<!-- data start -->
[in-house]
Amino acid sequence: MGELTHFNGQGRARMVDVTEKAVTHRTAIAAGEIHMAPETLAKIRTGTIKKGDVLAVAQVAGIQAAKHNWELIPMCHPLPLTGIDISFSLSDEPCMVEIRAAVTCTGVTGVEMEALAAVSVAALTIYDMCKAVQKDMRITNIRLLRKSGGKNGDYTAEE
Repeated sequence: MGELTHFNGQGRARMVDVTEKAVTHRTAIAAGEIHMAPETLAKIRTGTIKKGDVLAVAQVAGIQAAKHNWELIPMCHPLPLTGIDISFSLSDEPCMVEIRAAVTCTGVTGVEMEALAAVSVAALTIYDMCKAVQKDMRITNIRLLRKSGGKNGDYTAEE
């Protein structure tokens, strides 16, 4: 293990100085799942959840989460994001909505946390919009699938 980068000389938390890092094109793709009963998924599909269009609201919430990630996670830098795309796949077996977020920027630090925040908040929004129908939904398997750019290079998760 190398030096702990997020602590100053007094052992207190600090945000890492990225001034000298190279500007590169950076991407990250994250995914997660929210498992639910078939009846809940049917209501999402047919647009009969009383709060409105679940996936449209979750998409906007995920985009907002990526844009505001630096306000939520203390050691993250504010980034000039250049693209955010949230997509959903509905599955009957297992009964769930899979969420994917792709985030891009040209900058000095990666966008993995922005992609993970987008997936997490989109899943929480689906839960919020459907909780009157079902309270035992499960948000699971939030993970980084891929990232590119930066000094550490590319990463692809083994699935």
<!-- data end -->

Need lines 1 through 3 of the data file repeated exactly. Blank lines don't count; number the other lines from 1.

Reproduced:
[in-house]
Amino acid sequence: MGELTHFNGQGRARMVDVTEKAVTHRTAIAAGEIHMAPETLAKIRTGTIKKGDVLAVAQVAGIQAAKHNWELIPMCHPLPLTGIDISFSLSDEPCMVEIRAAVTCTGVTGVEMEALAAVSVAALTIYDMCKAVQKDMRITNIRLLRKSGGKNGDYTAEE
Repeated sequence: MGELTHFNGQGRARMVDVTEKAVTHRTAIAAGEIHMAPETLAKIRTGTIKKGDVLAVAQVAGIQAAKHNWELIPMCHPLPLTGIDISFSLSDEPCMVEIRAAVTCTGVTGVEMEALAAVSVAALTIYDMCKAVQKDMRITNIRLLRKSGGKNGDYTAEE